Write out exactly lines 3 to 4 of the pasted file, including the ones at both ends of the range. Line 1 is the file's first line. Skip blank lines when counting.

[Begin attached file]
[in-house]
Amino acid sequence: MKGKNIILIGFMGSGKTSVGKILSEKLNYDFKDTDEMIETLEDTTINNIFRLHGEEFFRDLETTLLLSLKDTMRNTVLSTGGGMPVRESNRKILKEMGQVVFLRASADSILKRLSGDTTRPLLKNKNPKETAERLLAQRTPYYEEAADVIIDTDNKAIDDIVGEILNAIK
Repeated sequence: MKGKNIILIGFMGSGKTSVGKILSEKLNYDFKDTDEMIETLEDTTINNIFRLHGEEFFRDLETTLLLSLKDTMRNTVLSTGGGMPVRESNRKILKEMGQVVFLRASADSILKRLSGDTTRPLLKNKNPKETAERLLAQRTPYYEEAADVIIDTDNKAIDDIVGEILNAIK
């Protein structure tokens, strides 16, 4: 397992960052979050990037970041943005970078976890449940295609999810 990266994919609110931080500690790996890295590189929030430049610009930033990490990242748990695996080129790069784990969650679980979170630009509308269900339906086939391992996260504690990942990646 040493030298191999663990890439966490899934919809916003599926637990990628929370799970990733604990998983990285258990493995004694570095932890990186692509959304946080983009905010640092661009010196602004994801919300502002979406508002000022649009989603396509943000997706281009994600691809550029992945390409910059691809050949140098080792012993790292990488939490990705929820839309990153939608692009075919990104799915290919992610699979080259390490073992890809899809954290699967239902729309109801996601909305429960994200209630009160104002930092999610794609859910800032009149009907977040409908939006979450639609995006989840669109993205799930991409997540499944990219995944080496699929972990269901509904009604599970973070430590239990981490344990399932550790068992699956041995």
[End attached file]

Repeated sequence: MKGKNIILIGFMGSGKTSVGKILSEKLNYDFKDTDEMIETLEDTTINNIFRLHGEEFFRDLETTLLLSLKDTMRNTVLSTGGGMPVRESNRKILKEMGQVVFLRASADSILKRLSGDTTRPLLKNKNPKETAERLLAQRTPYYEEAADVIIDTDNKAIDDIVGEILNAIK
């Protein structure tokens, strides 16, 4: 397992960052979050990037970041943005970078976890449940295609999810 990266994919609110931080500690790996890295590189929030430049610009930033990490990242748990695996080129790069784990969650679980979170630009509308269900339906086939391992996260504690990942990646 040493030298191999663990890439966490899934919809916003599926637990990628929370799970990733604990998983990285258990493995004694570095932890990186692509959304946080983009905010640092661009010196602004994801919300502002979406508002000022649009989603396509943000997706281009994600691809550029992945390409910059691809050949140098080792012993790292990488939490990705929820839309990153939608692009075919990104799915290919992610699979080259390490073992890809899809954290699967239902729309109801996601909305429960994200209630009160104002930092999610794609859910800032009149009907977040409908939006979450639609995006989840669109993205799930991409997540499944990219995944080496699929972990269901509904009604599970973070430590239990981490344990399932550790068992699956041995």